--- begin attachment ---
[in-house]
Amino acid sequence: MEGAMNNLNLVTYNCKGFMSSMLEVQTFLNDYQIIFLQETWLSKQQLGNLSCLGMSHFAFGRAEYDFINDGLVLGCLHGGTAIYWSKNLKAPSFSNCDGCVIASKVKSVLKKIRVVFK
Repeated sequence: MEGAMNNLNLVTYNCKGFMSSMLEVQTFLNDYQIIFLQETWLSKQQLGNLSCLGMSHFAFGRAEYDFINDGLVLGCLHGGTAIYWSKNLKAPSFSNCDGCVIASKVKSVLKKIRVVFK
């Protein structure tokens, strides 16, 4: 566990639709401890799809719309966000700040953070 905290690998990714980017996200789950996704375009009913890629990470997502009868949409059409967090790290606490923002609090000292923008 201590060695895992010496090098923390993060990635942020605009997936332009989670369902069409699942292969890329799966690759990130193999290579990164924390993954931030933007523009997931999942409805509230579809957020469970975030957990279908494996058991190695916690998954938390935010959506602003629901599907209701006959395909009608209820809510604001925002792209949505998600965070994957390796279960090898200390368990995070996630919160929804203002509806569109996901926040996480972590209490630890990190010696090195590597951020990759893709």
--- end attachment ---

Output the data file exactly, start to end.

[in-house]
Amino acid sequence: MEGAMNNLNLVTYNCKGFMSSMLEVQTFLNDYQIIFLQETWLSKQQLGNLSCLGMSHFAFGRAEYDFINDGLVLGCLHGGTAIYWSKNLKAPSFSNCDGCVIASKVKSVLKKIRVVFK
Repeated sequence: MEGAMNNLNLVTYNCKGFMSSMLEVQTFLNDYQIIFLQETWLSKQQLGNLSCLGMSHFAFGRAEYDFINDGLVLGCLHGGTAIYWSKNLKAPSFSNCDGCVIASKVKSVLKKIRVVFK
């Protein structure tokens, strides 16, 4: 566990639709401890799809719309966000700040953070 905290690998990714980017996200789950996704375009009913890629990470997502009868949409059409967090790290606490923002609090000292923008 201590060695895992010496090098923390993060990635942020605009997936332009989670369902069409699942292969890329799966690759990130193999290579990164924390993954931030933007523009997931999942409805509230579809957020469970975030957990279908494996058991190695916690998954938390935010959506602003629901599907209701006959395909009608209820809510604001925002792209949505998600965070994957390796279960090898200390368990995070996630919160929804203002509806569109996901926040996480972590209490630890990190010696090195590597951020990759893709």